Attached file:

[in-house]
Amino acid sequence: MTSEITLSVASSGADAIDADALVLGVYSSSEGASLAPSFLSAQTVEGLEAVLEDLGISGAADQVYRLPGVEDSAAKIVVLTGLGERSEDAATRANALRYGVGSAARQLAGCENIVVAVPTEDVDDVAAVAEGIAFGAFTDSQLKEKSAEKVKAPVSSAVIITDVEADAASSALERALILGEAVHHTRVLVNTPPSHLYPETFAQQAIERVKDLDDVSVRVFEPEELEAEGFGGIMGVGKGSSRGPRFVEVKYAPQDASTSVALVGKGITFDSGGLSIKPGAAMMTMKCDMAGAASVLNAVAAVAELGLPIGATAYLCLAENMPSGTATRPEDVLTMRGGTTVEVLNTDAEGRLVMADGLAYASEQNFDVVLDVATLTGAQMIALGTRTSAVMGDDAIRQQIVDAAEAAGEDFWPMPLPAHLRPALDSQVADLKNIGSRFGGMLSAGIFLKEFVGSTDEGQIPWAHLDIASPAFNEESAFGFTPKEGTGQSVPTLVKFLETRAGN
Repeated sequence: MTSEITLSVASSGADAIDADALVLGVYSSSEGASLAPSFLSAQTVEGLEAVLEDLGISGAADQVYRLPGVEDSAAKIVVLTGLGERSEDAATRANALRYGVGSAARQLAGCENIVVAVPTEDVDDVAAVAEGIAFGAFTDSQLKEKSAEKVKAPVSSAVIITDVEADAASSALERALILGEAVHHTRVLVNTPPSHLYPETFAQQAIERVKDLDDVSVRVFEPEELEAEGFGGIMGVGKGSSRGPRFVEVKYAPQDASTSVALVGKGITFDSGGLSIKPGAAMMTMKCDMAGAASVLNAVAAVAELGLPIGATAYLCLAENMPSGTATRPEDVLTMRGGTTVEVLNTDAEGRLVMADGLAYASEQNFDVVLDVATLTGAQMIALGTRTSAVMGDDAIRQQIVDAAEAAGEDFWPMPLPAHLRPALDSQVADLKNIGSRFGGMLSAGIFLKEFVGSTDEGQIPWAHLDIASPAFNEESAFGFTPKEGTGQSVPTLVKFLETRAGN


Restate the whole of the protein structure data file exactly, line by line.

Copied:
[in-house]
Amino acid sequence: MTSEITLSVASSGADAIDADALVLGVYSSSEGASLAPSFLSAQTVEGLEAVLEDLGISGAADQVYRLPGVEDSAAKIVVLTGLGERSEDAATRANALRYGVGSAARQLAGCENIVVAVPTEDVDDVAAVAEGIAFGAFTDSQLKEKSAEKVKAPVSSAVIITDVEADAASSALERALILGEAVHHTRVLVNTPPSHLYPETFAQQAIERVKDLDDVSVRVFEPEELEAEGFGGIMGVGKGSSRGPRFVEVKYAPQDASTSVALVGKGITFDSGGLSIKPGAAMMTMKCDMAGAASVLNAVAAVAELGLPIGATAYLCLAENMPSGTATRPEDVLTMRGGTTVEVLNTDAEGRLVMADGLAYASEQNFDVVLDVATLTGAQMIALGTRTSAVMGDDAIRQQIVDAAEAAGEDFWPMPLPAHLRPALDSQVADLKNIGSRFGGMLSAGIFLKEFVGSTDEGQIPWAHLDIASPAFNEESAFGFTPKEGTGQSVPTLVKFLETRAGN
Repeated sequence: MTSEITLSVASSGADAIDADALVLGVYSSSEGASLAPSFLSAQTVEGLEAVLEDLGISGAADQVYRLPGVEDSAAKIVVLTGLGERSEDAATRANALRYGVGSAARQLAGCENIVVAVPTEDVDDVAAVAEGIAFGAFTDSQLKEKSAEKVKAPVSSAVIITDVEADAASSALERALILGEAVHHTRVLVNTPPSHLYPETFAQQAIERVKDLDDVSVRVFEPEELEAEGFGGIMGVGKGSSRGPRFVEVKYAPQDASTSVALVGKGITFDSGGLSIKPGAAMMTMKCDMAGAASVLNAVAAVAELGLPIGATAYLCLAENMPSGTATRPEDVLTMRGGTTVEVLNTDAEGRLVMADGLAYASEQNFDVVLDVATLTGAQMIALGTRTSAVMGDDAIRQQIVDAAEAAGEDFWPMPLPAHLRPALDSQVADLKNIGSRFGGMLSAGIFLKEFVGSTDEGQIPWAHLDIASPAFNEESAFGFTPKEGTGQSVPTLVKFLETRAGN